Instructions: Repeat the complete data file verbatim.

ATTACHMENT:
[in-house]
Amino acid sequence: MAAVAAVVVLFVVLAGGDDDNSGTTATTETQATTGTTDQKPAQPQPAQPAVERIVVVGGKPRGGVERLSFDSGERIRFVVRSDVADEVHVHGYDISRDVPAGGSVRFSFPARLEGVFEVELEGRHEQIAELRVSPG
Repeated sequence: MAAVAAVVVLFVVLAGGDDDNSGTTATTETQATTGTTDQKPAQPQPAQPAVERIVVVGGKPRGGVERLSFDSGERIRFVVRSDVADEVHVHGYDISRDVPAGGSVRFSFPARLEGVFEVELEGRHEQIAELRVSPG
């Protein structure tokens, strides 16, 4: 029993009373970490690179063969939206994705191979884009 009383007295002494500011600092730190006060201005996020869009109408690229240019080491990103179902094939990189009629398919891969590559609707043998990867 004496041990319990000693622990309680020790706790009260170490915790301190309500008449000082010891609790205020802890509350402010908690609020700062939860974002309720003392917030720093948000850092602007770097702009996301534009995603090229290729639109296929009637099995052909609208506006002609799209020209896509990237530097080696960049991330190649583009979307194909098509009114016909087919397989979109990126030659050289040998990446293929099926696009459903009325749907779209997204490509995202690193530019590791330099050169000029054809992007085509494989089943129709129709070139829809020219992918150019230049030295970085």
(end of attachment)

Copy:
[in-house]
Amino acid sequence: MAAVAAVVVLFVVLAGGDDDNSGTTATTETQATTGTTDQKPAQPQPAQPAVERIVVVGGKPRGGVERLSFDSGERIRFVVRSDVADEVHVHGYDISRDVPAGGSVRFSFPARLEGVFEVELEGRHEQIAELRVSPG
Repeated sequence: MAAVAAVVVLFVVLAGGDDDNSGTTATTETQATTGTTDQKPAQPQPAQPAVERIVVVGGKPRGGVERLSFDSGERIRFVVRSDVADEVHVHGYDISRDVPAGGSVRFSFPARLEGVFEVELEGRHEQIAELRVSPG
């Protein structure tokens, strides 16, 4: 029993009373970490690179063969939206994705191979884009 009383007295002494500011600092730190006060201005996020869009109408690229240019080491990103179902094939990189009629398919891969590559609707043998990867 004496041990319990000693622990309680020790706790009260170490915790301190309500008449000082010891609790205020802890509350402010908690609020700062939860974002309720003392917030720093948000850092602007770097702009996301534009995603090229290729639109296929009637099995052909609208506006002609799209020209896509990237530097080696960049991330190649583009979307194909098509009114016909087919397989979109990126030659050289040998990446293929099926696009459903009325749907779209997204490509995202690193530019590791330099050169000029054809992007085509494989089943129709129709070139829809020219992918150019230049030295970085």